weekly book art: it was a dark and stormy night

by brandon as book art — brandon Sat 13 May 2006 11:13 pm

These book art things have been pretty heavy so far. Let’s do something light. I give you: selections from a book I’ve had forever: It Was a Dark and Stormy Night – the very first collection of entries in the Bulwer-Lytton Contest.


Under an edible sky, cheesy as a deep-dish pizza, X examined his sister’s blork.
           â€“ Beloved Remington
           Tulsa, Oklahoma

Thank you, thank you! Oh, I do believe I have one more:

oh the huge manatee

What can you say about a twenty-five-year-old manatee that died?
           â€“ William MacKendree
           Paris, France

Thank you for reading, and stay tuned for the next installment of “Weekly Book Art” with Brandon Bolt, featuring: god knows what seriously I have no freaking idea.

illustration friday: fat

by brandon as illustration friday — brandon Wed 10 May 2006 10:30 am

fat don't like you

I’d like to take this opportunity to say that my style is kinda phat, reminiscent of a whale, but referencing an early-90’s song that uses the word “phat” would demonstrate that my ass is kinda old, reminiscent of a raisin.

The other thing I was gonna draw for this was a scene from a Green Day concert I attended. This was in 1995, just after Dookie got big. So the friends I was with were definitely not punk rockers and neither was anyone else in the audience except two girls behind us. You could tell they were for real because they sang along with “Tainted Love” when it came on the PA during the pre-show. Anyway, once the moshpit had gotten nice and established, Green Day had this fat guy from the audience jump off the stage for crowd-surfing. It wasn’t just the guy doing it, the band was playing along with it, they made a point of doing this stunt. These may not have been punk rockers in the audience but Green Day were definitely still punk. So the guy jumped… and wow. That crowd parted like it was the Red Sea. Total dispersal. Bellyflop. Whap.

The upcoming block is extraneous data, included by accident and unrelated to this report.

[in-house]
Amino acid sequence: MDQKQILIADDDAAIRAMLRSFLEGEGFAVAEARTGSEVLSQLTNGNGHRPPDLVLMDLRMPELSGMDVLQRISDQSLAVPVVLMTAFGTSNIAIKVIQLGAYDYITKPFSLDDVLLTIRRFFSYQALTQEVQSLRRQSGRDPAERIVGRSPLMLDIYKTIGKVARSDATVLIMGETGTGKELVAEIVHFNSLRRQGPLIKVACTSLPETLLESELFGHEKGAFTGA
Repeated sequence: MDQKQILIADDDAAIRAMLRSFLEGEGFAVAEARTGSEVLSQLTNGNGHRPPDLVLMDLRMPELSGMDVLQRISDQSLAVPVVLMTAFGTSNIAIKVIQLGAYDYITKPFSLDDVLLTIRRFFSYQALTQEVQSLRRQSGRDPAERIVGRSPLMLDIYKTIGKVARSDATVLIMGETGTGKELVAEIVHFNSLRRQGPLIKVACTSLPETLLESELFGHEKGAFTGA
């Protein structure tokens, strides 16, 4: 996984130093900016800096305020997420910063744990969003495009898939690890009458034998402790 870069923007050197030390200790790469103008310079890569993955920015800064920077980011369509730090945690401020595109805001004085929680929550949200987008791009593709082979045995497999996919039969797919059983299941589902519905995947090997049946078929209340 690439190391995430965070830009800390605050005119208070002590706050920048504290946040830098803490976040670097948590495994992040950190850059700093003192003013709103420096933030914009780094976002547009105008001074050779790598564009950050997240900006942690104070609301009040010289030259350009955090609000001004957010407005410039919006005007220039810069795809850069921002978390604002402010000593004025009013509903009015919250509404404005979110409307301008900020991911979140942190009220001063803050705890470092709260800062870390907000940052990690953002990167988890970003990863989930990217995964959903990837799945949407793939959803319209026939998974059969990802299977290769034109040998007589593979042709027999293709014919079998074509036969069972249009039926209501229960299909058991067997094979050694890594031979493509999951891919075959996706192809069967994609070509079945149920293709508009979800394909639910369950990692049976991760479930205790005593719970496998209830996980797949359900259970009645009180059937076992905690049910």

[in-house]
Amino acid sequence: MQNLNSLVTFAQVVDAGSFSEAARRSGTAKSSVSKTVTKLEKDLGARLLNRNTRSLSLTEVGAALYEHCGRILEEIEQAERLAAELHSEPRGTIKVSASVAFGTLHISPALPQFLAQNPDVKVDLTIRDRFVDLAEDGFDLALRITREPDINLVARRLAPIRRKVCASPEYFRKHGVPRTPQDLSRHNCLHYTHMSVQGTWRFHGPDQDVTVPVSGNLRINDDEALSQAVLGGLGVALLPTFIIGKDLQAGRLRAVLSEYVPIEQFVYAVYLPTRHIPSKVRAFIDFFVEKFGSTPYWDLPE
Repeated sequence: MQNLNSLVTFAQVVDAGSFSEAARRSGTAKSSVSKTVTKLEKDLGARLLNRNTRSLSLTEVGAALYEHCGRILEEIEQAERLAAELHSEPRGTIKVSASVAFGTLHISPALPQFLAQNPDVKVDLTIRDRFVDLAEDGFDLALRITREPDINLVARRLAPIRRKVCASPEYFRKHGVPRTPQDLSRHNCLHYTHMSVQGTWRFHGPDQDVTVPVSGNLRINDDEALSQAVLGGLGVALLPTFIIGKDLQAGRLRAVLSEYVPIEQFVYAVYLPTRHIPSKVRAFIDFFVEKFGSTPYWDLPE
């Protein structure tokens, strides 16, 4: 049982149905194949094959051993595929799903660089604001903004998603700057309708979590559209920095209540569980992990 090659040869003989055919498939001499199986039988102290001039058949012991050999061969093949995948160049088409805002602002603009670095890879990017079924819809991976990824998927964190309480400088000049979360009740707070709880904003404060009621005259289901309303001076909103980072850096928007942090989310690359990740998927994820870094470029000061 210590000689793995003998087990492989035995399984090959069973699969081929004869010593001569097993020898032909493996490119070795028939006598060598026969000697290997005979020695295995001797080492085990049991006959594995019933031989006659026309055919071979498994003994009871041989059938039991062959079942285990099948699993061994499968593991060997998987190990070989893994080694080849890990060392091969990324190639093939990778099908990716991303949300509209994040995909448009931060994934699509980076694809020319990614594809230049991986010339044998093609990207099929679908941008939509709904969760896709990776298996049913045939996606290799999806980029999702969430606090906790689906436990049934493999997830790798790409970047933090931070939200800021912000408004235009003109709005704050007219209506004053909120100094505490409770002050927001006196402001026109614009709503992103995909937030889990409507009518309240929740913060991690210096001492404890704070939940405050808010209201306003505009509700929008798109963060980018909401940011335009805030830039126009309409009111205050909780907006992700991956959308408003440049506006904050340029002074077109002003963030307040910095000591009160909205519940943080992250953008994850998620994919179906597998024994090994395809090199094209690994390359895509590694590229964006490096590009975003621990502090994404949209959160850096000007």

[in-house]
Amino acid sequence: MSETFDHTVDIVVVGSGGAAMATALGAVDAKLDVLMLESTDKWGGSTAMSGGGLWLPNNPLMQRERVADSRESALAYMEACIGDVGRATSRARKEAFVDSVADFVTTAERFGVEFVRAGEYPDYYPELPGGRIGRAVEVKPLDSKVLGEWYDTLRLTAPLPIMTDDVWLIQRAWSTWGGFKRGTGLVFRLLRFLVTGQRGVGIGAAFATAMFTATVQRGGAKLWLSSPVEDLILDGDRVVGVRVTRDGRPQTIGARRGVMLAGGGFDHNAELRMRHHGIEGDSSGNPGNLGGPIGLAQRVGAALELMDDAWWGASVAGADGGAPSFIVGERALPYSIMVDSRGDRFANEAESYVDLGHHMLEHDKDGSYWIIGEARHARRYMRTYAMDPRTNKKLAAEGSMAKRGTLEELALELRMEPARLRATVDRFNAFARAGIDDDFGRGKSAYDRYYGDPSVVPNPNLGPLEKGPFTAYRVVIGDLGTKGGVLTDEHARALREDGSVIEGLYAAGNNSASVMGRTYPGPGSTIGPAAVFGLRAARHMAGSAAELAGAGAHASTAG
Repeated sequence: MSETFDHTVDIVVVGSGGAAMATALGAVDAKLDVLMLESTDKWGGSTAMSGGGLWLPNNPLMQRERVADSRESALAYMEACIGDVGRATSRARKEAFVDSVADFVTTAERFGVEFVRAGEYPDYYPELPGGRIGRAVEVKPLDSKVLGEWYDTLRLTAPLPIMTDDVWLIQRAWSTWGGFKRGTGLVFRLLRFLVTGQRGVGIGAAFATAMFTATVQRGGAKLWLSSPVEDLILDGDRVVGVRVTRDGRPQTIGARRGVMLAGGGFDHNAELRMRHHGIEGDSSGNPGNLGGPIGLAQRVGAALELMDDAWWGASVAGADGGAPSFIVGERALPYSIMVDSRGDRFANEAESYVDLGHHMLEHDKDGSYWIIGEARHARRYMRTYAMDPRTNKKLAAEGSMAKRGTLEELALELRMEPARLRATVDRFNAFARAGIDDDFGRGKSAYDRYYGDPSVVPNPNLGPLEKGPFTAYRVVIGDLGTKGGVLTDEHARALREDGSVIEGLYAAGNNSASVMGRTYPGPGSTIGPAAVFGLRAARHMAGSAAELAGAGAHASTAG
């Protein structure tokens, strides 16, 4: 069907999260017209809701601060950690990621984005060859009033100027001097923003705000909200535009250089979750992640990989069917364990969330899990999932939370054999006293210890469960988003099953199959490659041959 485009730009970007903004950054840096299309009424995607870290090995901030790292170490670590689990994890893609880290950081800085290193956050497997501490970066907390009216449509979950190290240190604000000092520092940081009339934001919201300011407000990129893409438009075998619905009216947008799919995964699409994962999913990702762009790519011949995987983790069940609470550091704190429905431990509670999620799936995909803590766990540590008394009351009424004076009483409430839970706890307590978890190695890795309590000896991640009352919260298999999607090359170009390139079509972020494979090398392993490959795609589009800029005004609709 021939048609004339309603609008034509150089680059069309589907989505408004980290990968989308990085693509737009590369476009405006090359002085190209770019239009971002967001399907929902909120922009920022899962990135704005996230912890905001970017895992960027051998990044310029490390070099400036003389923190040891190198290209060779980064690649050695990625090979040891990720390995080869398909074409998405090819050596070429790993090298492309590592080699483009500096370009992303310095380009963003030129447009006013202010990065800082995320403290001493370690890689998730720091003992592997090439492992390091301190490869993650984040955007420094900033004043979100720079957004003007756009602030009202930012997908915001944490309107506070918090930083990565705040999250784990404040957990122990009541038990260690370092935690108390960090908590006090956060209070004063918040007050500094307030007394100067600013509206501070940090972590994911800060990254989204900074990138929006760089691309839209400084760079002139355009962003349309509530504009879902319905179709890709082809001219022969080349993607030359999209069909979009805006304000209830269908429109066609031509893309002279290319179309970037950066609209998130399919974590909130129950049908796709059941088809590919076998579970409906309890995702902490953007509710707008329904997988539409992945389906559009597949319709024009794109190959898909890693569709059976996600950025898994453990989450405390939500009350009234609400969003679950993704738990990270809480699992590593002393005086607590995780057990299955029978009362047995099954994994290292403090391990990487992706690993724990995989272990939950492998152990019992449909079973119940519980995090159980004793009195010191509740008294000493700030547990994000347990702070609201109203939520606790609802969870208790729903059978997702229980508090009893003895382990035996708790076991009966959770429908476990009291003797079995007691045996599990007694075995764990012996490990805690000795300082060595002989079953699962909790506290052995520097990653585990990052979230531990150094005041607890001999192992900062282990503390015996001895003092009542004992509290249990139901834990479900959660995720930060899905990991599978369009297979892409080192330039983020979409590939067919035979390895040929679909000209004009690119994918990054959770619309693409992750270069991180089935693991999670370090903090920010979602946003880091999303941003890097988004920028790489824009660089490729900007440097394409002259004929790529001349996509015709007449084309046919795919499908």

The guy didn’t go home in a stretcher or anything, so I assume things were generally ok.

Anyway, I would have drawn that, but that also would have demonstrated that my ass is kinda old, reminiscent of a raisin.

Illustration Friday is pretty now, but I’m not sure I like the changes. They seem to make things more hierarchical, and the prime virtue of the site (in my mind) is that it’s so egalitarian. That “featured artist” bit may not be a contest, but it kind of looks like one, nothing against Roz Foster or anything. I like drawing communities. I hate art contests. We’ll see how things work out.

weekly book art: a scanner darkly

by brandon as book art — brandon Sun 7 May 2006 11:18 pm

Almost forgot! I had this drawn by Wednesday and it sat under other things I had on my clipboard until now. Anyway I was casting around for ideas when I realized I had better do this one before the movie comes out. So here it is:

scramble suits!